Cadougan, who came back to Milwaukee the weekend of Dec. 28, sat down with Wilson and explained to him that if he could do it all over again, he would have redshirted that 2009-10 season instead of using up his first season to participate in a handful of games.

Wilson understood, and it gave him perspective on just how difficult it would have been to return to action just weeks before a grueling Big East schedule.

“Any kid, your freshman year and you’ve never played in a college game, you want to come back, but it’s hard when you’re coming back in the Big East. It’s hard to throw a freshman out there who hasn’t had the chance to get their feet wet,” he admitted.

So that weekend the announcement was made that Wilson would redshirt his freshman season. And aside from Cadougan’s words of wisdom, he had a pair of teammates who also helped him through the process.

Jamil Wilson and Jake Thomas transferred to Marquette and were forced to sit out a season, and both stayed in Wilson’s ear on how he could improve during his time off.

“Jake told me to stay in the gym, that I should be in the gym more than any guy on the team; use Todd (Smith) and Ernest (Eugene) to my fullest abilities. And Jamil told me just don’t lose my confidence. He always told me to keep my head up and I’d be good and to continue to work on my game and continue what you have to do to improve,” he said. “So I took it as a positive, and just by lifting weights every day and working with Ernest I could see the increase in my game improving every single day coming to practice.”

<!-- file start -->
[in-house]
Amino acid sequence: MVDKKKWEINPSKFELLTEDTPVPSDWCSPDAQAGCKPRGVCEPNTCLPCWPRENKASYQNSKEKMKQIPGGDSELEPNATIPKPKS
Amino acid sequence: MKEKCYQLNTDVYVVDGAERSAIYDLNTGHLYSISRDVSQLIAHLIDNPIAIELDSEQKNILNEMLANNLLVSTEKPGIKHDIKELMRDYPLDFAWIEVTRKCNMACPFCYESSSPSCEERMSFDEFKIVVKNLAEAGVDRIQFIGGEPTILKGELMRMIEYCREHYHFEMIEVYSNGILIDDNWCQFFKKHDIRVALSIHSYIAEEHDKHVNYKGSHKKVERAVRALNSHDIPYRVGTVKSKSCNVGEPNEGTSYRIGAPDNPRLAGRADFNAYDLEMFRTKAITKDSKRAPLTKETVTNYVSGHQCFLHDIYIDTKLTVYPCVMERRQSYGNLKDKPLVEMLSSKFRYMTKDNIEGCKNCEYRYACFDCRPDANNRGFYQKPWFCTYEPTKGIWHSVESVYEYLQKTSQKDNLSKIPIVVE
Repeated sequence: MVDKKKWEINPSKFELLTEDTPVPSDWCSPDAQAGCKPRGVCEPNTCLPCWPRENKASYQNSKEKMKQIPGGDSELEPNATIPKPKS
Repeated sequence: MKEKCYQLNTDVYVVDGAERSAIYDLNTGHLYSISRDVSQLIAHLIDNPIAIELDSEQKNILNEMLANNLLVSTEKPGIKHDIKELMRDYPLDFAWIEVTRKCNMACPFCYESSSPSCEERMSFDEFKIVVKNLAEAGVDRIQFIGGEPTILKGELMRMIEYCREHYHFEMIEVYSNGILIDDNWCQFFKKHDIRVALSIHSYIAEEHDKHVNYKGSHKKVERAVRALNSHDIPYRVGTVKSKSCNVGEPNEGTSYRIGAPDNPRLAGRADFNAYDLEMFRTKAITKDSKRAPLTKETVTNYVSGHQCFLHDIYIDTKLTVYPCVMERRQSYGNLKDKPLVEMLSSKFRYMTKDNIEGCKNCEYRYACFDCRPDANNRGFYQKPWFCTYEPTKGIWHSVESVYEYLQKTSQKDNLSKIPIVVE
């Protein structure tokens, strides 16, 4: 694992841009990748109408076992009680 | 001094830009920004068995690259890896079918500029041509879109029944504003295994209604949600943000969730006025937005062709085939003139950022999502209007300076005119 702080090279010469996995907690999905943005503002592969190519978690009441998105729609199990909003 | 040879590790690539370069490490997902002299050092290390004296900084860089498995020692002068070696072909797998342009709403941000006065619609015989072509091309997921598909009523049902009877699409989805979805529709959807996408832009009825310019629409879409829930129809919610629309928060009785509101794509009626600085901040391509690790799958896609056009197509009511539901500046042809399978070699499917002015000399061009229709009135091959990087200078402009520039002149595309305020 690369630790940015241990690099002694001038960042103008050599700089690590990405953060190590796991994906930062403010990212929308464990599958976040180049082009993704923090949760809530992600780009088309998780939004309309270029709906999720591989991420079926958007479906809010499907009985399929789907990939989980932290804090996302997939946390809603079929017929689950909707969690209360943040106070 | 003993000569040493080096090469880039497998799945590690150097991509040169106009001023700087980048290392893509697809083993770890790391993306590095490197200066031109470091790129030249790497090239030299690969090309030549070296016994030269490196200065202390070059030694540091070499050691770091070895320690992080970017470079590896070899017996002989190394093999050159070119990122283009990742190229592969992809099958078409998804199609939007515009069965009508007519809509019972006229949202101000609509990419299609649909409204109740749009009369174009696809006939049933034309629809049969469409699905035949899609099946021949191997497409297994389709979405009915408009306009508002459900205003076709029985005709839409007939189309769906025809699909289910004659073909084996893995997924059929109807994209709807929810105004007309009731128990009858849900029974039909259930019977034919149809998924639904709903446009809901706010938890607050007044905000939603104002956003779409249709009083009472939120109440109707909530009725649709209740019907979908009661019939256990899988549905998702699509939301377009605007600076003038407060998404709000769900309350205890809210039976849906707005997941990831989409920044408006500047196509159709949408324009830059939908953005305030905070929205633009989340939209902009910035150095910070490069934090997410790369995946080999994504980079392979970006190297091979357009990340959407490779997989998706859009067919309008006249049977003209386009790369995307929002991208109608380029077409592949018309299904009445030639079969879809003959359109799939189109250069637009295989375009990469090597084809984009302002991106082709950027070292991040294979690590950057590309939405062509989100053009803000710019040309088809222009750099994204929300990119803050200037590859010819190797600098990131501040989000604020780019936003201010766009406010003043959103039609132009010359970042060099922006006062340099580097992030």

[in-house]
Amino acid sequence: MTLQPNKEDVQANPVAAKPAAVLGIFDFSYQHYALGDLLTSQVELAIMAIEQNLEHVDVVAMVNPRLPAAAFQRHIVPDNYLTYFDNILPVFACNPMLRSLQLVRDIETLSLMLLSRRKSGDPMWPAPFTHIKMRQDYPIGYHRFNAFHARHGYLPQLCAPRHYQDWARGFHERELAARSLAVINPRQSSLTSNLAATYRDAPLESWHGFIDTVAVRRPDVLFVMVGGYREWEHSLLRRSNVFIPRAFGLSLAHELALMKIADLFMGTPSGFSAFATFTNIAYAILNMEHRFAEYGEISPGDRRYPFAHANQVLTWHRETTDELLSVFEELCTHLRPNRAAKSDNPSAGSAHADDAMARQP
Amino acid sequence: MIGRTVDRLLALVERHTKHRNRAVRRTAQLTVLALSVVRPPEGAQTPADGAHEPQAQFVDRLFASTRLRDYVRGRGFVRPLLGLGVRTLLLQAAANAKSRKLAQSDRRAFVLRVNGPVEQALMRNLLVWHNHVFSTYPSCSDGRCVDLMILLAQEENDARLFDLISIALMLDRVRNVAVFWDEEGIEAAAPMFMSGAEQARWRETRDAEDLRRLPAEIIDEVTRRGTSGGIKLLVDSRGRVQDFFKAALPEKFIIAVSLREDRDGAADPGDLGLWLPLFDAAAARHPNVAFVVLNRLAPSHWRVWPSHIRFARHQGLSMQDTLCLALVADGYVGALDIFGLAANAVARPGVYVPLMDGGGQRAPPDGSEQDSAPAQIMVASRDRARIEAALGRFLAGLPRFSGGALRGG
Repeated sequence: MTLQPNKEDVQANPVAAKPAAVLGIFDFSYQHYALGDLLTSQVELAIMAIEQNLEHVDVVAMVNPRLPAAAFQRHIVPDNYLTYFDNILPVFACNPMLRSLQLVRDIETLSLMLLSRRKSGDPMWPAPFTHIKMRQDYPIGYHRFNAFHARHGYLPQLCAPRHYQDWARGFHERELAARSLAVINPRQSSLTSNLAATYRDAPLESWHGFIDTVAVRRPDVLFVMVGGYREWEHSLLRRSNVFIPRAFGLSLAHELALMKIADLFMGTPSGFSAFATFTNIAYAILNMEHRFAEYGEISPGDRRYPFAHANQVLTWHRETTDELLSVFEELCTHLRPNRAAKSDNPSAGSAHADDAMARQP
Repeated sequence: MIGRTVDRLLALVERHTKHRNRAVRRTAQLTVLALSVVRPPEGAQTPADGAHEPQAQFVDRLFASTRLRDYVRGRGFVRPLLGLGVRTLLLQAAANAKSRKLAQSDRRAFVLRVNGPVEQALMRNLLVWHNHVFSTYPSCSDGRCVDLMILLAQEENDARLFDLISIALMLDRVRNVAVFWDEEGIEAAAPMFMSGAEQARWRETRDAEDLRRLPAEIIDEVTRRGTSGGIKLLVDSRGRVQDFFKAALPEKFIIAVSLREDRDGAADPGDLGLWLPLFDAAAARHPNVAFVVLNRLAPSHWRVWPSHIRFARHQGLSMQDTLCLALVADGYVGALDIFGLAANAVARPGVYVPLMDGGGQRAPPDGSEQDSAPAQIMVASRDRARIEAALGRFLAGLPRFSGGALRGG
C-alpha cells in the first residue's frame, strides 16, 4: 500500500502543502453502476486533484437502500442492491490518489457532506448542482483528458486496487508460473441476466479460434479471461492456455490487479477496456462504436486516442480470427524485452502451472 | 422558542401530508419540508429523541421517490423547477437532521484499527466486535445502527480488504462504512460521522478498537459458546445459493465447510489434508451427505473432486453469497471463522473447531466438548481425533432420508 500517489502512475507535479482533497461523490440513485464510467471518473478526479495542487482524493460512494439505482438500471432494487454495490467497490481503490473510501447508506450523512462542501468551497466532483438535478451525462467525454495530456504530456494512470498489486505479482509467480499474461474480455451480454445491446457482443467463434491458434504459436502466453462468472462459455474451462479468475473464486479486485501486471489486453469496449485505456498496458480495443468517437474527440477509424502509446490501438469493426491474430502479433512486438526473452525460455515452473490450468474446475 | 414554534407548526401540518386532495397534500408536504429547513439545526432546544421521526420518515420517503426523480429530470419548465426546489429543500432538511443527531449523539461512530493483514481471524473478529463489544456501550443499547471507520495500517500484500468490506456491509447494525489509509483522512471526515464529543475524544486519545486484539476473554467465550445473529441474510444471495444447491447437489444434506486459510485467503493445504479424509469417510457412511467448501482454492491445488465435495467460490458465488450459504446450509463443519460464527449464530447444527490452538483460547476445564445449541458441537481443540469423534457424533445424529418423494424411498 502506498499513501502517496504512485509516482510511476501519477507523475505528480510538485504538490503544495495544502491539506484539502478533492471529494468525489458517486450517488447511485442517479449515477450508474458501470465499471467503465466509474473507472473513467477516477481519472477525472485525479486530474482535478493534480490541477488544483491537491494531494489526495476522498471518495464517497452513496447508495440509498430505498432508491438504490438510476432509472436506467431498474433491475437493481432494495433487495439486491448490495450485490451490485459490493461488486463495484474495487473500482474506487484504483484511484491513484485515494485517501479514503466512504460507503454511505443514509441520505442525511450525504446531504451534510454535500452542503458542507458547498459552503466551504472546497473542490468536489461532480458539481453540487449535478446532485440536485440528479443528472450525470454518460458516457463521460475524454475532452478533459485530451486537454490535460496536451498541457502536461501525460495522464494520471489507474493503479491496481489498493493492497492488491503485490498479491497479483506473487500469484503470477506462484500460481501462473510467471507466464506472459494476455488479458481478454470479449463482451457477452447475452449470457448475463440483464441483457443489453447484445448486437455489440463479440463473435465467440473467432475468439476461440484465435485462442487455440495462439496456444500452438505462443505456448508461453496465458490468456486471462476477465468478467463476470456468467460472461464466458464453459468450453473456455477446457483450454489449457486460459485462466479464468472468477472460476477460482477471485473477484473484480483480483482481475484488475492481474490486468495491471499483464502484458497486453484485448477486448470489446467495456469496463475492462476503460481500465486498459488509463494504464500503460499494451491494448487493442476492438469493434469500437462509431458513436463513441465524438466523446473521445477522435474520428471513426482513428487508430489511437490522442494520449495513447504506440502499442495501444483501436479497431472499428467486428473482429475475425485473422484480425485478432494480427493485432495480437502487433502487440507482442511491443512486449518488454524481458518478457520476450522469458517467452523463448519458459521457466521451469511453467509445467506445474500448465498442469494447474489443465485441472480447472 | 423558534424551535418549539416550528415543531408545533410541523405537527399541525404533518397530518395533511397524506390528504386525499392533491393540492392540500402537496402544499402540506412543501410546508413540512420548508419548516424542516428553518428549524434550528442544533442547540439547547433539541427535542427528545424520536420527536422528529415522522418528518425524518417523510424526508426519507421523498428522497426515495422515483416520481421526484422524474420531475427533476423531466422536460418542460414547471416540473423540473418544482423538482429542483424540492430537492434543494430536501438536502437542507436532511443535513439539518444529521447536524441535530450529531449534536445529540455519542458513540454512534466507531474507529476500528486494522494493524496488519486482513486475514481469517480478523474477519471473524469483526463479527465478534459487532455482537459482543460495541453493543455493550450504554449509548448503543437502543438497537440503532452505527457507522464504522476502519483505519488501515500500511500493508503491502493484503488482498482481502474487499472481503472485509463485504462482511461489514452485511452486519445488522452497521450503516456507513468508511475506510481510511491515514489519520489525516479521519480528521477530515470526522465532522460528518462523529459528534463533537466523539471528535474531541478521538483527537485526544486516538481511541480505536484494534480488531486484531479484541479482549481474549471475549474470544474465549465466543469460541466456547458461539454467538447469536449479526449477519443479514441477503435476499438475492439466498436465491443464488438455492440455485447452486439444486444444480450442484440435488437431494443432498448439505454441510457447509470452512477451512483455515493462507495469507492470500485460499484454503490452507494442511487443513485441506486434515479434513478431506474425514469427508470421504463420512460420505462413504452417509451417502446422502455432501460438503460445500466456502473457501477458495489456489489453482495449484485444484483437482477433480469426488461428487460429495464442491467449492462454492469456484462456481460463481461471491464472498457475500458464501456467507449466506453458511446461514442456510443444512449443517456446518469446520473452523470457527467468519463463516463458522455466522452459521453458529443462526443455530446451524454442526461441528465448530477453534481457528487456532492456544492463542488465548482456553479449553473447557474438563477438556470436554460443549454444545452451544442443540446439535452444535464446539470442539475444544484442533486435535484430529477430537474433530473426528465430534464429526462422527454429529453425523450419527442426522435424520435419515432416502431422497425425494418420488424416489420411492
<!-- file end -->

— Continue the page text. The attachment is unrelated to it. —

Wilson did just that. He hit the weight room, gaining 16 pounds, became a better teammate and even improved as an off-ball scorer, playing the position as Williams worked to get active point guards Derrick Wilson and Dawson more playing time at the position in practice. Deonte Burton said Wilson seems more comfortable at the shooting guard position because of the way he’s able to slash off the wing and score in a variety of ways.

He’ll undoubtedly be called upon next season, as the Golden Eagles lose starting shooting guard Jake Thomas. His versatility should play an important role in Steve Wojciechowski’s offense, and having a former Duke point guard in your ear won’t hurt his development at all.

Wilson said he never thought about leaving Marquette after Williams told the team he was leaving for Virginia Tech, proclaiming “I’m Marquette. I’m going to be Marquette for the next four years.”

Wilson also spoke candidly about Williams and the coaching staff, a group of people he’ll miss considerably given all they did for him.

“I was kind of upset because (Williams) was the first coach to ever offer me a scholarship and take a chance on me,” he said. “I always trusted in him and believed in him, and we had a good relationship on and off the court and I really respected Buzz. But at the end of the day it’s a business and you have to do what’s best for your family, so I respected him for it.”